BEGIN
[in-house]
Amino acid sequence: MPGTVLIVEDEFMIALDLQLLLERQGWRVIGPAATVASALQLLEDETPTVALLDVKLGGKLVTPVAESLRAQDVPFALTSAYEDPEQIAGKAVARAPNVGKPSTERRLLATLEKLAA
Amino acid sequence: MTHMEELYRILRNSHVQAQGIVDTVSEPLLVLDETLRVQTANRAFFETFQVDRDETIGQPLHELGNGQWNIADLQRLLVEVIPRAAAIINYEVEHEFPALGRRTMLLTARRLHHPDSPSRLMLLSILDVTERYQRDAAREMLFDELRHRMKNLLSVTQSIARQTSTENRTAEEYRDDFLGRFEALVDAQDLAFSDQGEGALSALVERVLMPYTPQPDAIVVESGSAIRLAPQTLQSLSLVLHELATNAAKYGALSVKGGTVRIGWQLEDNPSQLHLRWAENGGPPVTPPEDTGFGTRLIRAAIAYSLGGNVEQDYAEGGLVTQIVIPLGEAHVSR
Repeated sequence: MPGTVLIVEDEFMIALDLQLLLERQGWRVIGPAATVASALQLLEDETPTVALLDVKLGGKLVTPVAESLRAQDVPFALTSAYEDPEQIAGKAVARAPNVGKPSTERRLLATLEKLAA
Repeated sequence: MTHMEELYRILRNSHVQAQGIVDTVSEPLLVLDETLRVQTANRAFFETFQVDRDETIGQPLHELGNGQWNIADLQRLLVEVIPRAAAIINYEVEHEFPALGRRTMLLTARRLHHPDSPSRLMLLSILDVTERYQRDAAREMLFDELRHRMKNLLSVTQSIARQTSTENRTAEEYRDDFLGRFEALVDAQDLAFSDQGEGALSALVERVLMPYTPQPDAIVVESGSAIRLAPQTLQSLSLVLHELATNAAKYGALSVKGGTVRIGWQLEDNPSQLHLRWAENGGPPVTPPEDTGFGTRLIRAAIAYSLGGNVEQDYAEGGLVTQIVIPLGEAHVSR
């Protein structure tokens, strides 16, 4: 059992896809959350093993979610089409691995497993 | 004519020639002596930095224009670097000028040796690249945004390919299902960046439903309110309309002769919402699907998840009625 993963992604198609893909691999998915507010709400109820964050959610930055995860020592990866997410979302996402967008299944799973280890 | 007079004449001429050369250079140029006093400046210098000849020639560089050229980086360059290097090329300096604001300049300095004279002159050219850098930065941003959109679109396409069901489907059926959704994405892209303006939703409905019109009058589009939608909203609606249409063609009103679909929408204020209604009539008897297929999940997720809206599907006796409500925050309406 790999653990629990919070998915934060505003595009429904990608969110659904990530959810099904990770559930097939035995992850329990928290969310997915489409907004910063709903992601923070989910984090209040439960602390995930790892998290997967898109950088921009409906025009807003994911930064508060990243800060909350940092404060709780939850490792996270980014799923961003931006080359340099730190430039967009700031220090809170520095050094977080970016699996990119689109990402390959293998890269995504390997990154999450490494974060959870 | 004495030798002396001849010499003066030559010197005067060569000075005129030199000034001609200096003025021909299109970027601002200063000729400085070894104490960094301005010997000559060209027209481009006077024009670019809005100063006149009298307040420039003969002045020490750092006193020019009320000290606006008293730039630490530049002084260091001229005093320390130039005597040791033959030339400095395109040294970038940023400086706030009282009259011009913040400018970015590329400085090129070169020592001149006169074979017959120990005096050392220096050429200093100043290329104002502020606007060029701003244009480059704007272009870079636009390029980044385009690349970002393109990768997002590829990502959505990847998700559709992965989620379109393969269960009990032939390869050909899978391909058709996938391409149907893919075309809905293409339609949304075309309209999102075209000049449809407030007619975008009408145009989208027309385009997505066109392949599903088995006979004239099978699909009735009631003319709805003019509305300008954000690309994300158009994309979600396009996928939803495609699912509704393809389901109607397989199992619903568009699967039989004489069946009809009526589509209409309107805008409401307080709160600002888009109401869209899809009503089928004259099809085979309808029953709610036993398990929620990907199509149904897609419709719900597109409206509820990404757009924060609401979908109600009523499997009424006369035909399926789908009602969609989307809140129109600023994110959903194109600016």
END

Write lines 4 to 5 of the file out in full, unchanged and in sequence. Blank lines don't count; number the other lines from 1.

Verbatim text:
Repeated sequence: MPGTVLIVEDEFMIALDLQLLLERQGWRVIGPAATVASALQLLEDETPTVALLDVKLGGKLVTPVAESLRAQDVPFALTSAYEDPEQIAGKAVARAPNVGKPSTERRLLATLEKLAA
Repeated sequence: MTHMEELYRILRNSHVQAQGIVDTVSEPLLVLDETLRVQTANRAFFETFQVDRDETIGQPLHELGNGQWNIADLQRLLVEVIPRAAAIINYEVEHEFPALGRRTMLLTARRLHHPDSPSRLMLLSILDVTERYQRDAAREMLFDELRHRMKNLLSVTQSIARQTSTENRTAEEYRDDFLGRFEALVDAQDLAFSDQGEGALSALVERVLMPYTPQPDAIVVESGSAIRLAPQTLQSLSLVLHELATNAAKYGALSVKGGTVRIGWQLEDNPSQLHLRWAENGGPPVTPPEDTGFGTRLIRAAIAYSLGGNVEQDYAEGGLVTQIVIPLGEAHVSR